Members of the District’s Master Facilities Committee recently toured schools to see how facilities of varying ages and sizes are being used to support student learning. For a local view, groups visited schools in the Cedar Rapids District, as well as in the Linn-Mar and College Community school districts. A team also traveled to the Kansas City area.
The tours provided committee members with a chance to see District buildings they may have never visited before and also to see the educational spaces in schools, many of which have been built within the last five years. The information gathered will guide future Committee discussion about District investment in existing or new schools as part of our journey to Reimagine, Re-envision, and Reinvest in our students and school facilities.
“From both perspectives as a designer of K-12 environments and as a parent, the tours were invaluable,” said Roger Worm, Committee member. “Seeing current trends in new designs is much better understood when you can experience the space and discuss the process and reasoning behind the completed facility.
“Everything from parent and bus drop-off zones, to building security, student collaboration spaces and furnishings is far more “real” when you see how it works, and getting feedback from faculty, staff, students and maintenance people is the best way to create more meaningful dialogue,” Worm added. “Managing community expectations, district needs, and available funding is an ongoing act of balance, and the visit was a nice chance to hear how their district accomplished this.”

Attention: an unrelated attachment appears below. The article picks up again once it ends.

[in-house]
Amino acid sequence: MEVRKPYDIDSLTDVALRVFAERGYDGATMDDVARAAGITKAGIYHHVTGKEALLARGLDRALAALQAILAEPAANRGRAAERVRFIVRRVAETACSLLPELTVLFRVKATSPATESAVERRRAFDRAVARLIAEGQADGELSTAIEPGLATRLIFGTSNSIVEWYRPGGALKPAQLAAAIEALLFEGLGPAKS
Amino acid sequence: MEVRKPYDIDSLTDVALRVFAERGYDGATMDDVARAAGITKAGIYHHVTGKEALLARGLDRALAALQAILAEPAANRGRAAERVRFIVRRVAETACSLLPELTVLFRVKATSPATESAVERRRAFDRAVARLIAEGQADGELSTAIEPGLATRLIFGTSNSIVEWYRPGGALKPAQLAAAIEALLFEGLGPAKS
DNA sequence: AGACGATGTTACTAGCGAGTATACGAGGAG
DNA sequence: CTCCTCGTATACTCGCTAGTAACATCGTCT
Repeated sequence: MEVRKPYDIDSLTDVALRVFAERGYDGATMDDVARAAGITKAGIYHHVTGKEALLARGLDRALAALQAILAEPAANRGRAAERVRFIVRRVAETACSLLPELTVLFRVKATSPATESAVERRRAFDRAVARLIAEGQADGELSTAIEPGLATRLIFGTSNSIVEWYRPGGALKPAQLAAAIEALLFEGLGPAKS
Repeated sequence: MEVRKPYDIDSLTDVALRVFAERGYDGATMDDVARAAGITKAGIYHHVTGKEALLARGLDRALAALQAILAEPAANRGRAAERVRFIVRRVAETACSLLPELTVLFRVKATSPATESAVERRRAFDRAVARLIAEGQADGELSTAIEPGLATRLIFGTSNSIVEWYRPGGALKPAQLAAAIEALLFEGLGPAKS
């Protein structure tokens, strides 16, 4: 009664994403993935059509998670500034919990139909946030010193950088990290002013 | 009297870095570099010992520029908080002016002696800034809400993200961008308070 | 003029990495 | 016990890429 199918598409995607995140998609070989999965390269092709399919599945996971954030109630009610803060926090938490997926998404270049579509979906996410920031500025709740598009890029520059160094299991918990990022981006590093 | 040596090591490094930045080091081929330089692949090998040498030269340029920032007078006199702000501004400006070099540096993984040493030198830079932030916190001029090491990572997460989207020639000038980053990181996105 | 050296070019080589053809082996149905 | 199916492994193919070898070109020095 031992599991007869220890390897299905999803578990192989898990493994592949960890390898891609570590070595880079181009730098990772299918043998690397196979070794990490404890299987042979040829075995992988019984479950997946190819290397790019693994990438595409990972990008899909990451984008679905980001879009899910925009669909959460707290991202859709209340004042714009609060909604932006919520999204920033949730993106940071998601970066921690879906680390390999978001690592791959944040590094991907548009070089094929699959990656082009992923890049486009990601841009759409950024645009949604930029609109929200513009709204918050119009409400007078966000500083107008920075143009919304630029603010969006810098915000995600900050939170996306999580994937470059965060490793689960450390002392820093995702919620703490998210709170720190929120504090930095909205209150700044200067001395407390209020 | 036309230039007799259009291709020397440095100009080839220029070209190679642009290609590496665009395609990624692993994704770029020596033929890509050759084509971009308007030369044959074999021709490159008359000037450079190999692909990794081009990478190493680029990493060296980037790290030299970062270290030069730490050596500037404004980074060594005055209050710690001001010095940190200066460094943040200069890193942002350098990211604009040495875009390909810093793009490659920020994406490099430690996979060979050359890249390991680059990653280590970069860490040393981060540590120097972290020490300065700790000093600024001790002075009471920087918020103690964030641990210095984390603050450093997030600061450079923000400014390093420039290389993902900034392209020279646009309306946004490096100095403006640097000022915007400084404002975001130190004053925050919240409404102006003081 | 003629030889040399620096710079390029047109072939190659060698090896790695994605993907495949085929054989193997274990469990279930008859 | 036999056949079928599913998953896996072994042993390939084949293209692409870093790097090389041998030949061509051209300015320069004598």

Collectively, the tour participants agreed that:
- Student learning is absolutely taking place regardless of when the school was built or its physical condition
- Newer schools seem to have more planned flexible areas in the school, allowing specific places to be used for individual and group learning
- Older schools have traditions that create an awesome sense of community and pride
“One of the most important take-always was the importance of form and function,” said Dr. Brad Buck, Superintendent. “We observed that by incorporating collaborative learning spaces in the design of a school, students and staff members were more seamlessly able to engage in intentional group work. That was often amplified by well-placed, technology supports.”
“Our knowledge of what students need in their daily activities in a school is shaped by the experiences we may have had when we were in school or what our children and/or grandchildren experienced, explained Rob Schwarz, consultant. “Because of this, it was beneficial to see what neighboring school districts have for educational spaces, as well as how two other similar districts in the Kansas City area have responded to reinvesting or rebuilding.”
The Master Facilities Committee will continue their work through the spring. Community members will have the opportunity to share its input at public forums set for April 11, 12, 13.
Learn more about the Master Facilities Planning Process here.